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Colona School District #190. Consolidation Presentation. September 4, 2013. Mission Statement. The Mission of the Colona School District is to promote student growth by providing rigorous and relevant learning opportunities in order to succeed in an ever-changing world. . Brief History.

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Colona School District #190

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Colona School District #190

Consolidation Presentation

September 4, 2013


Mission Statement

The Mission of the Colona School District is to promote student growth by providing rigorous and relevant learning opportunities in order to succeed in an ever-changing world.

brief history
Brief History
  • UT and the partner districts are considered dual districts.
  • Carbon Cliff/Barstow, Colona, East Moline, Hampton and Silvis are the five elementary partner districts who send students to UTHS District #30.
  • There are approximately 100 high school only districts in Illinois. UTHS officially was incorporated in 1915.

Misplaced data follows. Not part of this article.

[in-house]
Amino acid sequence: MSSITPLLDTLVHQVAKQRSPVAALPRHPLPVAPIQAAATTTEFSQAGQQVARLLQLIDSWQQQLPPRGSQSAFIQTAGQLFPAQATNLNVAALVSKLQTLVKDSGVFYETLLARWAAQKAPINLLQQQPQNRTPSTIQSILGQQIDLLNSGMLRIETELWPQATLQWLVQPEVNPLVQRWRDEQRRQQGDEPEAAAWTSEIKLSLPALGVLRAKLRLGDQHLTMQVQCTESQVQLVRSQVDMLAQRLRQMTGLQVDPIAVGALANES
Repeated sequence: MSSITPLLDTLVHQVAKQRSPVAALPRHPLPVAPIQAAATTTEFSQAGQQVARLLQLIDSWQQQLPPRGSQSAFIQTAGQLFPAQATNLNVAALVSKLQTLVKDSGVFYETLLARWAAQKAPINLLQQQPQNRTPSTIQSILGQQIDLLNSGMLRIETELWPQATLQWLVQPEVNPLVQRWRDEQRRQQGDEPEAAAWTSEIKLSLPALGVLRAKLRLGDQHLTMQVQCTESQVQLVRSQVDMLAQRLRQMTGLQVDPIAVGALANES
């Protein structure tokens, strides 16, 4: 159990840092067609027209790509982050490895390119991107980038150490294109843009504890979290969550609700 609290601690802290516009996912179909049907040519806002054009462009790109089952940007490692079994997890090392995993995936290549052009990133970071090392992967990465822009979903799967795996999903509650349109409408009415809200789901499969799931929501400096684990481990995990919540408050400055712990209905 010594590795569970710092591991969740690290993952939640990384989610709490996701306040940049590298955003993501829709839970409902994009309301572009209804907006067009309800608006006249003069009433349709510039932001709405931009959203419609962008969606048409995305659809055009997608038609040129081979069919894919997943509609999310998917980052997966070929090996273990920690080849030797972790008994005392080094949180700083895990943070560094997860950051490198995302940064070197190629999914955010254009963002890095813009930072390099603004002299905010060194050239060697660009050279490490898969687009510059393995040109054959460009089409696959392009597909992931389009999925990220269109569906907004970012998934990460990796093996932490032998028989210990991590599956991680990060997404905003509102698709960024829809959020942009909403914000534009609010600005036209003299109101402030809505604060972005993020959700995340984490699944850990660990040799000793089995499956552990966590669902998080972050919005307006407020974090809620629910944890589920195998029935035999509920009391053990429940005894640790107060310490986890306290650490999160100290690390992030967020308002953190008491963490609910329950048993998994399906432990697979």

• The concept of the township high school was to provide small elementary schools and communities a more cost-effective high school. In 1915, there were multiple small school districts that could not afford to provide a quality 9-12 education for their children, thus the formation of United Township.
  • Partner districts resumed discussions about consolidation shortly after Governor Quinn proposed moving to county- wide school districts in 2011.
  • Upon this proposal, Lieutenant Governor Sheila Simon was tasked, under state law, with developing ways Illinois school districts could improve student learning opportunities and reduce duplicative administration costs. This task was called the “Classrooms First Commission.”
  • The Commission proposed a variety of shared services and other ideas for reducing duplicative services.
  • During and after this process, partner district superintendents began further discussions and approached their respective boards to study consolidation.
process continued
Process, continued
  • A variety of consolidation studies have occurred over the years, with the most recent study in 2004.
  • What’s changed?
    • Prior to 2008, consolidation law stipulated that if a consolidation vote occurred and voters in one district defeated the measure, the consolidation could not happen even if other districts approved the measure.
    • In 2008, this law changed, allowing dual districts to form a hybrid district and the elementary districts who fail to pass the measure to remain an elementary district, with their students attending the same high school as before.